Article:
Simple Western data can be viewed in a variety of ways but is always reproducible and not subject to incorrect manipulations. Simple Western users may choose to view data in graph view, lane view, and they may even view the direct image of the capillary. In graph view, data is portrayed as an electropherogram, with size or charge-based migration distance on the X-axis and the signal intensity of the chemiluminescence or fluorescence readout on the Y-axis. This Cartesian representation of immunoassay data provides immediate quantitative information for signal intensity, which is derived from the area under the curve. For each peak in the electropherogram, Simple Western automatically calculates signal height, area, % area, width, S/N, and baseline values, and these numbers may easily be exported for further statistical analysis if desired.

Simple Western size-based electropherogram

Users of traditional Western blot may not be accustomed to viewing data portrayed as electropherograms. For this reason, Simple Western also offers a lane view feature that allows for data portrayal that more closely resembles the image of traditional Western blot. In this view, protein signal is not portrayed as in the Cartesian graph, but rather as virtually mimicked lanes on a gel. Compass for Simple Western eliminates the possibility of manipulating Western blot data that goes against data integrity guidelines. For example, the acceptable practice is that contrast and brightness of a gel image may be adjusted so long as it is applied to the entire blot. In accordance with this guideline, Compass for Simple Western allows users to adjust these parameters across all samples. Because each of the capillaries are independent, lanes can also be rearranged in the software, eliminating the need to rerun samples so that they are adjacent or manually splice lanes together, which is discouraged by journals.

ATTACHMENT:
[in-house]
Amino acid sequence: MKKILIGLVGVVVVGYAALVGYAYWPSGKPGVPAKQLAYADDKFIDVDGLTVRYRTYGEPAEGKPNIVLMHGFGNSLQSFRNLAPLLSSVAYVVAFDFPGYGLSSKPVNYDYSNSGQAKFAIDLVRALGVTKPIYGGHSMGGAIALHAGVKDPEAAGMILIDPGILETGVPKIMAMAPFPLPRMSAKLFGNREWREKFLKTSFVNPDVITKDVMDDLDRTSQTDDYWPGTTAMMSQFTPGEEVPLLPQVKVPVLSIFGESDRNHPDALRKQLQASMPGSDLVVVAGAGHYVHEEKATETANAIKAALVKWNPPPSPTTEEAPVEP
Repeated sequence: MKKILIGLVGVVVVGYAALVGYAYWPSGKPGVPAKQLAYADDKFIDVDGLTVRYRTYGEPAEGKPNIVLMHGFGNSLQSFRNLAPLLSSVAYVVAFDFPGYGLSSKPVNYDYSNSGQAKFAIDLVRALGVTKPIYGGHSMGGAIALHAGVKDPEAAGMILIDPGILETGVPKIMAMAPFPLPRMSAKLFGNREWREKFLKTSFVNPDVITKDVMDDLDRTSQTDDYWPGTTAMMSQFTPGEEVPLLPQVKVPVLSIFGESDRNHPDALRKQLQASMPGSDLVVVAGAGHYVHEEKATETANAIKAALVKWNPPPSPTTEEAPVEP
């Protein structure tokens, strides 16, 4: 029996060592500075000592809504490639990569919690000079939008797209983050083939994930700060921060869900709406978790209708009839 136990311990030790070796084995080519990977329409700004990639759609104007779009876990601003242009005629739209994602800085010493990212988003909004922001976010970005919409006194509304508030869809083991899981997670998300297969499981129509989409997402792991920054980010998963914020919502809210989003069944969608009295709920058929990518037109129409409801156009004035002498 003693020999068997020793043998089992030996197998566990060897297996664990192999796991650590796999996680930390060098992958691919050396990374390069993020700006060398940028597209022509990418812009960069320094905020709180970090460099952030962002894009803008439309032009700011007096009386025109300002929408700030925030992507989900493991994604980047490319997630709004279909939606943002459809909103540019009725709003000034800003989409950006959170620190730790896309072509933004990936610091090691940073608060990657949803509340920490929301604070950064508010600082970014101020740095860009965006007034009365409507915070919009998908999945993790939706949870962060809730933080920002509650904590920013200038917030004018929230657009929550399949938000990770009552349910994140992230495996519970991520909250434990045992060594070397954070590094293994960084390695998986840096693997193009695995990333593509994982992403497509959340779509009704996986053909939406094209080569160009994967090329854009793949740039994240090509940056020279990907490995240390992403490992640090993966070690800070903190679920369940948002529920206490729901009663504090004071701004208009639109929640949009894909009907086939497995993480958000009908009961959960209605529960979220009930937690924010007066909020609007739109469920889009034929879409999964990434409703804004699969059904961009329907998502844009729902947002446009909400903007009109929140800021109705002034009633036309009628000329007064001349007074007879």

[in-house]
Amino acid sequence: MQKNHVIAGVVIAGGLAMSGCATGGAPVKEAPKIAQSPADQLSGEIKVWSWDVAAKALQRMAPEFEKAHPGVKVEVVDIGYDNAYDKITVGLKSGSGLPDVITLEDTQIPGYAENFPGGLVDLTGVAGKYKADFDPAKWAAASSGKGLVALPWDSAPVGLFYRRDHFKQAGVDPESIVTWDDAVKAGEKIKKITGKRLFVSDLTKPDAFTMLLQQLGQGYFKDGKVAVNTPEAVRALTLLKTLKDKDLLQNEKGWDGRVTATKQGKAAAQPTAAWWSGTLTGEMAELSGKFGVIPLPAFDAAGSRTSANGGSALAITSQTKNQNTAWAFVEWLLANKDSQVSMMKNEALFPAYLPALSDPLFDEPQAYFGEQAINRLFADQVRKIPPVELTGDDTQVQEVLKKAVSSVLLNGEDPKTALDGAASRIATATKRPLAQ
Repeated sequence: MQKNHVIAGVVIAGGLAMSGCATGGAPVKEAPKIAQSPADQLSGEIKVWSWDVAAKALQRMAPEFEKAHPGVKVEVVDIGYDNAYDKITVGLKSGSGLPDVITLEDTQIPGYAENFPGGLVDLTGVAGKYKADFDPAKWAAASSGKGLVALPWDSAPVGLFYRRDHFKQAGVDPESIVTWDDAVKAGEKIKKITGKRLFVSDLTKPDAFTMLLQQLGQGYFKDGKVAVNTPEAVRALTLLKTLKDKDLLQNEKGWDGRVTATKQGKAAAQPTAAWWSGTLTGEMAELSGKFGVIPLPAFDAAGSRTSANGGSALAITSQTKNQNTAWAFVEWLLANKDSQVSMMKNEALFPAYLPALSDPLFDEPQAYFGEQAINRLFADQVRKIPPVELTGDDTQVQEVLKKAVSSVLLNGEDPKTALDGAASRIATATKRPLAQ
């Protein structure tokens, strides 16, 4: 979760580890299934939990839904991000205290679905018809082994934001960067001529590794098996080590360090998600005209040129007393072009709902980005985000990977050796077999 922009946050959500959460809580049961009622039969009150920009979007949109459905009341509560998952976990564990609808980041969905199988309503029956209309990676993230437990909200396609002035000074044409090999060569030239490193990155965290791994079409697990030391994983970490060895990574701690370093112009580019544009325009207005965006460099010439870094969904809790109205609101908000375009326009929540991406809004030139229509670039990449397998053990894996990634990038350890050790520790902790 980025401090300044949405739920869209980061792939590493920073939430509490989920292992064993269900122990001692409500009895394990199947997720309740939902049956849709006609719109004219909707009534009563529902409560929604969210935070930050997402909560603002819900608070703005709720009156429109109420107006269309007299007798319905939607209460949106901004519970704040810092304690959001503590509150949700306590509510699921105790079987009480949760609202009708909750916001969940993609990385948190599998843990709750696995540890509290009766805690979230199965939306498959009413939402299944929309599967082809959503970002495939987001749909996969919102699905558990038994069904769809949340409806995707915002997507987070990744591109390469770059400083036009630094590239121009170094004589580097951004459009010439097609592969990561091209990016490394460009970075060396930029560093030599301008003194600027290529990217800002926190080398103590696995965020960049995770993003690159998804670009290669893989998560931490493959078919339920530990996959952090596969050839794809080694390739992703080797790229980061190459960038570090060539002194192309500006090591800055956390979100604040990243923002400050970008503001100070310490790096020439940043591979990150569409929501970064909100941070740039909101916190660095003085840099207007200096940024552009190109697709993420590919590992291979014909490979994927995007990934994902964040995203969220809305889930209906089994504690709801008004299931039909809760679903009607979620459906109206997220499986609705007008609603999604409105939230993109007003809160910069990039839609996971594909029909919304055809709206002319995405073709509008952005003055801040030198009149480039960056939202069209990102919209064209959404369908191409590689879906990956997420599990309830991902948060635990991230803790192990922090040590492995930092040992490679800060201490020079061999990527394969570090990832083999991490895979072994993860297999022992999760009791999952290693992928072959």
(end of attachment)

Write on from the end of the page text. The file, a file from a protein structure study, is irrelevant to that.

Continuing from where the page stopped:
Simple Western Compass Size Assay Lane View

What software do I need for Simple Western instruments?

Compass for Simple Western is all you need to set up Simple Western assay and analyze results. Compass for Simple Western will analyze Simple Western size or charge-based assay data and process the results for you. Data can be displayed in a lane view, graph view, or as a digital capillary image and can be easily shared. You may even use Compass for Simple Western to remotely access your results from home after setting up your Simple Western run in the lab. See our Remote Tools for Simple Western for more information. Compass for Simple Western is available for Windows and Mac.


How does Simple Western measure protein quantification?

Western blot data are primarily qualitative, and extracting quantitative information is difficult and often unreliable. With modern image analysis software, it is easy and therefore tempting to manipulate Western blot data and images, which can lead to a misrepresentation of the results. Simple Western overcomes the commonly encountered problems with traditional Western blot data by creating highly reproducible, quantitative protein data in one electronic data file which integrates experimental assay conditions, raw data and quantitative peak areas and other analyses. Unlike traditional Western blots, Simple Western is highly quantitative by nature, bypassing densitometry analysis altogether. See our White Paper on producing publication-ready results with Simple Western.

Jess Superplex Multiplex Immunoassay Compass Table

How is protein normalization performed on Simple Western?